But the twin-engined, high-wing Caribou will be a hard act to follow, recognised as one of the most capable short-haul transport aircraft in the world. It might be slow and noisy, but it is highly versatile and capable of short take-offs and landings on unprepared runways thanks to full-span double-slotted Fowler flaps and fully reversible propellers. The piston-engined aircraft features GPS satellite navigation and night-vision equipment, allowing it to operate in any weather, day or night, although it is not pressurised. It has a cruise speed of 280km/h, a range of 2,000km, a maximum weight of 15,400kg, has a two-person crew and is capable of carrying 32 man troop. It can accommodate four tonne of cargo, two four wheel drives or light artillery pieces, 32 equipped troops seated or 22 stretcher patients plus medical attendants. It has been deployed on airborne operations, air logistic support missions, aeromedical evacuation and search and survivor assistance.
Alenia Aeronautica’s C-27J Spartan and Airbus Military’s C-295M are widely tipped to be the only serious contenders this time round. Defence says it is “…examining a range of aircraft options for government consideration that may meet the parameters of a new battlefield airlifter and has not restricted the investigation to the two contenders listed [C-27J and C295M],” adding nothing beyond that. Specific requirements, in terms of range, speed, size and payload, have yet to be released. “These requirements will be included in documentation released to industry as part of the solicitation process,” Defence adds.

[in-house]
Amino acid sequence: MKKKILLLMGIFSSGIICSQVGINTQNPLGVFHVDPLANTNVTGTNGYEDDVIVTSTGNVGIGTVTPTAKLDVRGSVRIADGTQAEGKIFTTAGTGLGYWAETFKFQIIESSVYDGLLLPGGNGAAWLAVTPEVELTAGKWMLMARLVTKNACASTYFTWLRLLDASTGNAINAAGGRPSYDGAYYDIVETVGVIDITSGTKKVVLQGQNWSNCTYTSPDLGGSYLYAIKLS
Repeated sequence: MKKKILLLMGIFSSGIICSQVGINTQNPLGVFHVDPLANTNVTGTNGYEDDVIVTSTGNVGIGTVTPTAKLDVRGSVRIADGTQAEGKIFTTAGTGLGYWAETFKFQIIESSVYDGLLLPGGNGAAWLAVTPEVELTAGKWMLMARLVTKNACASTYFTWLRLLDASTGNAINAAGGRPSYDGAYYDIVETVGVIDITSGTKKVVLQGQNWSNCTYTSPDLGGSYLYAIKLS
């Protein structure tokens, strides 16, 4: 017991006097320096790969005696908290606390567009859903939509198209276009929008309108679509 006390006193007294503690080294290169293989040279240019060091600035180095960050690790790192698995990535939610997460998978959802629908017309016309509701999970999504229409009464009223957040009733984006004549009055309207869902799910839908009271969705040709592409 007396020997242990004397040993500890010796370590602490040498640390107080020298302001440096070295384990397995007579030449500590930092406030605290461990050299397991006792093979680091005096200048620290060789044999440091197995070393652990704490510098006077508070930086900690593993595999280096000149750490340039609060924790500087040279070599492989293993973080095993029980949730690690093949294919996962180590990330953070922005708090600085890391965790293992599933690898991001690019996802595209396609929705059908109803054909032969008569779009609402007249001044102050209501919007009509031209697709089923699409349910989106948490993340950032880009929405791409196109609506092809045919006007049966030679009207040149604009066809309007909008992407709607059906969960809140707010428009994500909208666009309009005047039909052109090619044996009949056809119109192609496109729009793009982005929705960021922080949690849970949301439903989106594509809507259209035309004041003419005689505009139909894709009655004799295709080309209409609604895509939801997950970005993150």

The contenders are working on their sales pitch in readiness for the competition process. Alenia Aeronautica (with L3) says it is offering Australia the “…best-selling twin turboprop tactical airlift in its category,” as well as local training and logistics support, in the form of its C-27J Spartan. The twin-engine turboprop tactical transport aircraft features state-of-the-art technology, avionics, propulsion and systems, says the manufacturer. The aircraft provides high performance, cost-effectiveness, extreme operating flexibility and it is the only aircraft in its class offering interoperability with heavier airlifters, it claims.
Alenia Aeronautica says the C-27J is the only true medium military airlifter available today, with superior performance in speed, range, payload, load compartment volume and cross section. It is powered by Rolls-Royce AE2100-D2, delivering a range with 22,046lbs of payload of 1,000nm or 2,300nm with a 13,227lbs payload and a maximum cruise speed of 31ktas at a maximum takeoff weight of 67,241lbs. The avionics system architecture is redundant, developed with an autonomous support concept providing an accurate, direct, day and night, all-weather mission accomplishment rate with a low flight crew workload, according to the manufacturer.